The Open World Of 'Legend of Zelda Wii U' Pushes The Console To The Max

By @chriscoker555 on
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A man rides an escalator past Nintendo Co advertisements at an electronics retail store in Tokyo May 7, 2014. Japan's Nintendo Co Ltd on Wednesday said it expects to return to profit in the current business year after three straight years of losses, helped by a series of new video games for its Wii U console. Reuters/Toru Hanai

Last year's reveal of actual gameplay footage was one of the highlights of "The Game Awards 2014." The short video offered the first real hints at the scale and scope of Nintendo's work on "The Legend of Zelda Wii U." A new interview with Group Manager of Nintendo EAD Software Development and "Legend of Zelda" producer, Eiji Aonuma has shed further light on just how far Nintendo is pushing the hardware.

Speaking with Gamereactor UK, Aonuma spoke about the franchise's open-world debut stating the development team has always tried to push the hardware it's working with as far as possible. "A huge, seamlessly unfolding world is something that can't be achieved if the hardware isn't advanced enough. Ever since we made the very first generation of Legend of Zelda games though, we've had as large a world as can be realised with the hardware, so you could say it was inevitable that we've now done the same with the new Wii U title," he said

"Legend of Zelda Wii U" promises to be a massive entry in the franchise. In its coverage, Zelda Informer stated Aonuma once drew comparisons of the scale of "Zelda Wii U" to the size of Kyoto, one of the largest cities in Japan. He added one of the team's goals was to make the very act of exploring this vast landscape rewarding for players.

Speaking with MMGN last year, Aonuma stated that gamers would need to plan and execute on their goals efficiently. He also said successfully overcoming obstacles in the game world could reward the player with experience and new abilities.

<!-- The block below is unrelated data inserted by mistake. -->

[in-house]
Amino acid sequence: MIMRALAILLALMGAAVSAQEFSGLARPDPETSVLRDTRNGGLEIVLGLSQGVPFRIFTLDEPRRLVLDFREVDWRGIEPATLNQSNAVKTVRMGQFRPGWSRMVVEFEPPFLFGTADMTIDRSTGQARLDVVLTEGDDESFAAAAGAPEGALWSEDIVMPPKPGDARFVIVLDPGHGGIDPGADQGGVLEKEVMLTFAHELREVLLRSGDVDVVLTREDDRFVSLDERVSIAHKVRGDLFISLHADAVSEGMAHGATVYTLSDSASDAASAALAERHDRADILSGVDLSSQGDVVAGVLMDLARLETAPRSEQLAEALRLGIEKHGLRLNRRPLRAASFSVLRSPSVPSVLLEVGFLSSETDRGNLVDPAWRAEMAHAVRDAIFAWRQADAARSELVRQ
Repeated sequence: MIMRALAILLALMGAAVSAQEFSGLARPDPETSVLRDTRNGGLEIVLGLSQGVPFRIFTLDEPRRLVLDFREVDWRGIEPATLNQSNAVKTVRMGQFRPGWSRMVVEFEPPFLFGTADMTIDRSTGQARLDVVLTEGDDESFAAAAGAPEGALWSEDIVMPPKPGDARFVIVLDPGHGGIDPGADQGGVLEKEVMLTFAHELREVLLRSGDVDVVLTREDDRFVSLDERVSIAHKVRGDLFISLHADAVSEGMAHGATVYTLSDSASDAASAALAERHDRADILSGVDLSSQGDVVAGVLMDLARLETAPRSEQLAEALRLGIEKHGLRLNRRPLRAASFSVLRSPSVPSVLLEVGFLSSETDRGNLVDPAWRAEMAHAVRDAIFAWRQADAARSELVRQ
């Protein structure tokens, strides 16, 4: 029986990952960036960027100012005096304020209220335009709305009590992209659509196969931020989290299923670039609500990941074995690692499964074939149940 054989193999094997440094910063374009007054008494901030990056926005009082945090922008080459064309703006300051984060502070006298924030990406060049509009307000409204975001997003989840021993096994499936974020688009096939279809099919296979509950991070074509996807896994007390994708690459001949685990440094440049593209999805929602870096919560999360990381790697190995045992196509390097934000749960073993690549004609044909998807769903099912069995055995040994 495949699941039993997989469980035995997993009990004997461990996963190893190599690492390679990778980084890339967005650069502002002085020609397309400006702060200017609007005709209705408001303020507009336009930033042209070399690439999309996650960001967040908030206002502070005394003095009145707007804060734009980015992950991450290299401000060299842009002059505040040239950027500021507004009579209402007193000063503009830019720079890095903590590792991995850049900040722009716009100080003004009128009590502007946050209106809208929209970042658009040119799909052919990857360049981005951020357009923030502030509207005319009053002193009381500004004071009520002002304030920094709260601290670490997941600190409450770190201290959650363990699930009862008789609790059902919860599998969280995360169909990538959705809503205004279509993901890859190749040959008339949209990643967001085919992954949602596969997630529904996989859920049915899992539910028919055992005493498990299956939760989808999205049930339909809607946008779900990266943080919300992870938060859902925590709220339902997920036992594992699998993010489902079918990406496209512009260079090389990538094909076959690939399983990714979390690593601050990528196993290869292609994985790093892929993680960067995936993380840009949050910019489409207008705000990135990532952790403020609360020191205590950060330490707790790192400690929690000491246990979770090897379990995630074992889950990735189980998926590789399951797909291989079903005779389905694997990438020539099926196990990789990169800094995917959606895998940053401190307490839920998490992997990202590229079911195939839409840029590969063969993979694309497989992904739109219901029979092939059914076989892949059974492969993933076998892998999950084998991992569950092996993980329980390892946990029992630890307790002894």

In the gameplay video released in December last year, during "The Game Awards 2014," Aonuma and General Manager of Nintendo EAD Shigeru Miyamoto touched on a number of new features being implemented in "The Legend of Zelda Wii U." YouTube channel GameXplain helped break these points down and expand upon them.

GameXplain noted the ability to mark locations and points of interest on the map automatically by using the in-game telescope to place a beacon on the landscape. Getting to marked locations is made easier than before, as the sailcloth from "The Legend of Zelda: Skyward Sword" returns. In "Zelda Wii U," the sailcloth allows players to traverse long distances by using it as a sort of parachute/hang glider hybrid.

Link's trusty steed, Epona also returns and has a few new tricks up her sleeve, as she automatically dodges incoming trees and small obstacles. This leaves the player free to concentrate on other things while riding, like swordplay and archery.

GameXplain was able to get a true sense of the scale of what appears to be the entirety of the open world in "Zelda Wii U." This is accomplished by comparing the distance shown on the map, fully zoomed out, to the in-game distance seen when creating the beacon.

Also notable in the footage is the presence of an in-game clock, which indicates the game features a real-time day/night cycle. It's not yet known whether this ties in to gameplay, but GameXplain speculates certain quests might require players to complete them at a specific time of day or night.

Though no firm release date has been set, "The Legend of Zelda Wii U" is scheduled to launch exclusively on Wii U sometime in 2015 and Nintendo fans will be crossing their fingers and hoping the title isn't delayed. As Gamespot points out, "The Legend of Zelda: Twilight Princess" was delayed on Gamecube and "The Legend of Zelda: Skyward Sword" suffered a longer than the expected development cycle.

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(Credit: YouTube/GameXplain)